2) Flying Tigers


At long last, spring arrived in King Salmon. And with it came a drastic dose of northern reality. Sitting a stone’s throw from the Arctic Circle, April and May aren’t months of softly blowing breezes and frisky crocus or tulip bulbs baring their splendor. Oh no, spring in Alaska is better known as ‘Break-Up’.

Now, those of you at the top of the Lower 48 will know what I mean. But at that point, the bulk of my experience with spring existed south of the Mason-Dixon Line. Nothing had prepared me for the relentless sea of mud, broken ice, and gritty slush that drenched the entire outdoors. The only upside was the big-thaw heralded the onset of the fishing season and everyone looked forward to the promised change in pace.

When the last traces of snow finally disappeared, all 500 diversion-starved residents hovered on the edge of anticipation. Fortunately for me that year, excitement came early in the form of a Flying Tiger cargo plane enroute from Japan to Anchorage. She was losing fuel fast and options for an emergency landing were limited. King Salmon was it. This was big news.

Flying tiger

Credit airline history website

There was one small problem, however. Their airport wasn’t built to handle a plane the size of a 747. Air taxis, charters, bush pilots, and the occasional mid-grade cargo plane paced the economical runway length just fine. But a Tiger guzzled clearance faster than jet fuel, and King Salmon was in short supply. A minor detail. One that didn’t stop the distressed plane from landing.

The daredevil pilot dropped his wheels onto the concrete runway and slammed every brake he had. Smoke billowed as rubber tires disintegrated and the plane skidded to the very edge of doom. She shuddered to a stop with her nose punched through the chain-link fence used to keep the runway critter free. And that was just the beginning of the adventure.

For three days the pilots stayed at the King Ko. New parts were flown in to repair the tires, the fuel line, and the fence. They also needed a special piece of equipment to turn the 747 around. And at one time or another, the entire town of Naknek and King Salmon made it out to watch the progress. They discussed every aspect of the plane’s features, grilled the pilots, and best of all, began a betting pool on the likelihood of the plane clearing the runway when it came time for take-off.

And that day finally arrived when a crack team of specialized pilots landed. Now, word on the street about Flying Tiger pilots is – they’re fearless. Their cargo line was formed in 1945 by a group of returning WWII pilots and they adopted their name from a renowned fighter unit. Their motto – Anything, Anytime, Anywhere – made them the air cargo industry’s foremost carrier until bought out by FedEx in 1989. And on that late spring day in Alaska, they proved their reputation.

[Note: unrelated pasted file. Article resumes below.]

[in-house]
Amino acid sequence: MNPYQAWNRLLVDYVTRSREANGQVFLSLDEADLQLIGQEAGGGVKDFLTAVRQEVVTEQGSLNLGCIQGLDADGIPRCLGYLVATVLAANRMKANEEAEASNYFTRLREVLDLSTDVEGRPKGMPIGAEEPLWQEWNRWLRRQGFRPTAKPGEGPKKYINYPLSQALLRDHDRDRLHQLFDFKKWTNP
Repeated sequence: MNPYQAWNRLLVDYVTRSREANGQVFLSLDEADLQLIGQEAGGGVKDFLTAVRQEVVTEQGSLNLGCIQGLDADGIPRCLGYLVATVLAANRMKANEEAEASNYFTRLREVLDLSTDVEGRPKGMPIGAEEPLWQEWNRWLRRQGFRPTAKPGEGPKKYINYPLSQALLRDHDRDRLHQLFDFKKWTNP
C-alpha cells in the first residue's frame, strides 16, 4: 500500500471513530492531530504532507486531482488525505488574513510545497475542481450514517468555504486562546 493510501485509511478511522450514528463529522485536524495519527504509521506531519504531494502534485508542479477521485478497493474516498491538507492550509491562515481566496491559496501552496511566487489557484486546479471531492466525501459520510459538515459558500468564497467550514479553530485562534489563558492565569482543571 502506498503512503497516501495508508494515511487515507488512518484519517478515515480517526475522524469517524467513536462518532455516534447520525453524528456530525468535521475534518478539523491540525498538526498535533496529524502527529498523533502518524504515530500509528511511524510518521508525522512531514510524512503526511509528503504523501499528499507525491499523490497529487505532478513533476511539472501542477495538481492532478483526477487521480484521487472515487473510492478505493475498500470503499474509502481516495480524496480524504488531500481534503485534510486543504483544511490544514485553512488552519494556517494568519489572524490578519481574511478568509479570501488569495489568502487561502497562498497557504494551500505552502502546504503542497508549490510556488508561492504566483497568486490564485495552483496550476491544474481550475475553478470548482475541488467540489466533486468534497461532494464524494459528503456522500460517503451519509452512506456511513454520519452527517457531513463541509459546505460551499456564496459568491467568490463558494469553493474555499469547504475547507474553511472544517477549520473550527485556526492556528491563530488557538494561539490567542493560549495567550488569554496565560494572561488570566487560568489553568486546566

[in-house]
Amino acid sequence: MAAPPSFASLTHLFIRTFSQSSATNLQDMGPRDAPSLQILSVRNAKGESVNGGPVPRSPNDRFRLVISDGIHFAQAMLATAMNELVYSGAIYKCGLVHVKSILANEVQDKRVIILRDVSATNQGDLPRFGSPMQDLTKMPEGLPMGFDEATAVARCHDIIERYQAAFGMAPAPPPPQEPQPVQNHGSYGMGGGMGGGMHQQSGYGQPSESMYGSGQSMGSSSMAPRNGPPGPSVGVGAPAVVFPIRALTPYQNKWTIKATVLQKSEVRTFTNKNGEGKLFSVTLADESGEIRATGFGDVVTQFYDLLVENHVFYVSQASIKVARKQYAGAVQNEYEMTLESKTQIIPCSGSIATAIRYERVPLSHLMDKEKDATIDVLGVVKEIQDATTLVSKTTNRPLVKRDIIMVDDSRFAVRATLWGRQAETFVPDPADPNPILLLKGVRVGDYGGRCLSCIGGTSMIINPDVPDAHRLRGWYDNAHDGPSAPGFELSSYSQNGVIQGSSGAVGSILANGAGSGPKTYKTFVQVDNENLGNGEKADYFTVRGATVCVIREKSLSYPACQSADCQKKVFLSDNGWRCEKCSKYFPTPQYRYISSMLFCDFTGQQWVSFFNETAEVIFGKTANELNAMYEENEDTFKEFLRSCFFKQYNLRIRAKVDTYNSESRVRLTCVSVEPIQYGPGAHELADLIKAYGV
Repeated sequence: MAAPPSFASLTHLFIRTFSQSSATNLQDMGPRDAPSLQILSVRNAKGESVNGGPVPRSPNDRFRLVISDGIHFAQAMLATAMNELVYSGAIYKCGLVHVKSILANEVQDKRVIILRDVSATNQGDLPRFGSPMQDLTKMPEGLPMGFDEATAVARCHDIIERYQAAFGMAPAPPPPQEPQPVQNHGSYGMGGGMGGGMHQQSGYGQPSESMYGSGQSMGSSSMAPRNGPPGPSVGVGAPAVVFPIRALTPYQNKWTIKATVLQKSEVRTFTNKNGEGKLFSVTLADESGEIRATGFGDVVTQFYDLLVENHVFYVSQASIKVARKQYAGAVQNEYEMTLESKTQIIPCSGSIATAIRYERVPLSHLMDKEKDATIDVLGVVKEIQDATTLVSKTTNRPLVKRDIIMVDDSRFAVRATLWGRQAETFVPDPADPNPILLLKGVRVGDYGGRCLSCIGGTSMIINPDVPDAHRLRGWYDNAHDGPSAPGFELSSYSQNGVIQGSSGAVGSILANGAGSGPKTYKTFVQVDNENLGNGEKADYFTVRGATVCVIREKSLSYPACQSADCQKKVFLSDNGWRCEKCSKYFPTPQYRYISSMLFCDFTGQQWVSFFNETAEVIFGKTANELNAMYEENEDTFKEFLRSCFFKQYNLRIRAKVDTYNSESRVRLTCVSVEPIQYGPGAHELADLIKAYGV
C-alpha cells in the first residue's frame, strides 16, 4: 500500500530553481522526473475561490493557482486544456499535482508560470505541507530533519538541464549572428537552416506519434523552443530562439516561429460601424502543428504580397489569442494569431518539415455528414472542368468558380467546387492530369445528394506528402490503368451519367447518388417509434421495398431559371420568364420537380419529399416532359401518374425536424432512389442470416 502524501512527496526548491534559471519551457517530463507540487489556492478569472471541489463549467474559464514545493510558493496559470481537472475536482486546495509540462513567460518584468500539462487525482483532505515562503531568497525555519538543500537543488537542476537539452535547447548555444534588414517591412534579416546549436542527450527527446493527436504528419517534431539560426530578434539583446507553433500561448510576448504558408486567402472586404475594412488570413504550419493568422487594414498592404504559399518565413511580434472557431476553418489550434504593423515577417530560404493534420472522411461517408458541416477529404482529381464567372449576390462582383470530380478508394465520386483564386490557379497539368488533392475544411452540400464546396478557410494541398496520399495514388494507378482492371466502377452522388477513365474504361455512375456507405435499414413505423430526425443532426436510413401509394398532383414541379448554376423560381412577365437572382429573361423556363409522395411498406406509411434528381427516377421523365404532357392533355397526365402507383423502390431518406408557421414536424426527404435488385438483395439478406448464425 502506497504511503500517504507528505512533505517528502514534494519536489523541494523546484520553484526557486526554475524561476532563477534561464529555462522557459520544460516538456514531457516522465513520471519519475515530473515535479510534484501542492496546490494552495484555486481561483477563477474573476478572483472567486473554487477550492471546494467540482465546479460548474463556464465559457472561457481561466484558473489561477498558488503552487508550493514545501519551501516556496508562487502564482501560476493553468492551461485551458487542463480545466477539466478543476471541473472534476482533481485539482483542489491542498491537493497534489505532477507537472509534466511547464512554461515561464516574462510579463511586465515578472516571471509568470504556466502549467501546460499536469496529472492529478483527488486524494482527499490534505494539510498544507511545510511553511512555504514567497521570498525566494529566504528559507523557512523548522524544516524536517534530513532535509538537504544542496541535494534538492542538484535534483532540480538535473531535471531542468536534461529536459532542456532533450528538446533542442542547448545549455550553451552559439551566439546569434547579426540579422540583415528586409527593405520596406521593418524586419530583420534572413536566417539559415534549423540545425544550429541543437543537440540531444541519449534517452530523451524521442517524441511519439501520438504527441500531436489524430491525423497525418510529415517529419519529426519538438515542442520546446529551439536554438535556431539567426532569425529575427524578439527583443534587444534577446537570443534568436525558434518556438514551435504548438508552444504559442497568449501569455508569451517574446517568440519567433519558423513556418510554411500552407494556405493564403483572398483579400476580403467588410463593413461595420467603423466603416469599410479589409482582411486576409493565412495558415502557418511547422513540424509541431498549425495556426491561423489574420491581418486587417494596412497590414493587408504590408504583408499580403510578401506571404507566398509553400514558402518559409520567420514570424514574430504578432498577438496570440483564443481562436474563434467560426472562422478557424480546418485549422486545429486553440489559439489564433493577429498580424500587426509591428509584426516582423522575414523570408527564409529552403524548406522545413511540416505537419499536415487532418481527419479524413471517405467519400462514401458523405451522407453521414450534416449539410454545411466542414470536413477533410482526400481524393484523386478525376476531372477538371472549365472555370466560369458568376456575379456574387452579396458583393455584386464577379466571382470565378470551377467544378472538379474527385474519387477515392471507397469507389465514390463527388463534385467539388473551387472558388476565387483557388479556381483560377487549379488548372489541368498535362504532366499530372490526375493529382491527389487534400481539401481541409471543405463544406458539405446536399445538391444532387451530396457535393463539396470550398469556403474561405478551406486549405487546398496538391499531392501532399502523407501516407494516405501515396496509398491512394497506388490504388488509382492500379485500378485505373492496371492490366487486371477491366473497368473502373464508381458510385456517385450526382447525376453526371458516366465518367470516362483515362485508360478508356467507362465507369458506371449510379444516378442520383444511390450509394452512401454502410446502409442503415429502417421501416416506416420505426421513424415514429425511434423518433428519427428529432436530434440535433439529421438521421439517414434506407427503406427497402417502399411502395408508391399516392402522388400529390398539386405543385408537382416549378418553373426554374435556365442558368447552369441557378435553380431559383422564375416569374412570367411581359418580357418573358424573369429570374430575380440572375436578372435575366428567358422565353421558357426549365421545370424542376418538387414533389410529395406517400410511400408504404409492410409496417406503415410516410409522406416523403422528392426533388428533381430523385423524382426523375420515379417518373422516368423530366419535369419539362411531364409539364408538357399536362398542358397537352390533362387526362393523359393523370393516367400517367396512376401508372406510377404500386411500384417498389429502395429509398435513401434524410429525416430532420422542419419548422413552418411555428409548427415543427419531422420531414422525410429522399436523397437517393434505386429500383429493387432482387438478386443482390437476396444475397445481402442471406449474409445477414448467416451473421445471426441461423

An enthusiastic crowd had gathered on the street in front of the King Ko and last minute bets were soaring. You see, the Inn sat directly in the path at the end of the runway. The odds of that 747 having enough concrete to get airborne before taking out the Inn, well, let’s just say they weren’t in the Inn’s favor. We were evacuated. Not that anybody was still inside. We were all out in the street with the rest of the town, anticipating the train-wreck that was sure to happen.

And when the plane’s engines fired to life, a ripple of excitement surged through the crowd. Within minutes the engines were wound tight and screaming, but the plane refused to move. The pilot had the brakes locked as he strained the engines to a deafening fever-pitch. When he finally let go, that quivering plane blasted into action, rocketing toward a sure-fire collision. The entire crowd held their breath as she ate up the concrete.

Then a miracle happened. Just as the 747 ran out of runway her nose lifted. The new wheels scarcely cleared the fence as the big plane hurtled over the top of the Inn. Cheers and cat-calls fired from the crowd as the bird shot skyward with a mighty roar. We all watched in fascination and not one person left the street until that plane vanished from sight.

But the party had just begun. Drinks were in order and many headed for the still-intact King Ko lounge. The celebration that followed lasted well into the night as bets were paid and stories rehashed. We toasted the expertise of the pilots, the endurance of the Boeing 747, but mostly, we toasted the fact that life had returned to that little corner of Alaska.

You see, that daring Flying Tiger did more than energize the town; it set the tone for an eventful summer. Within days of the plane’s spectacular feat, the first fishing boats arrived in Bristol Bay and the population of King Salmon and Naknek began its annual climb. The seemingly endless winter was over and the days were swinging into action.

At long last, things were finally getting interesting.

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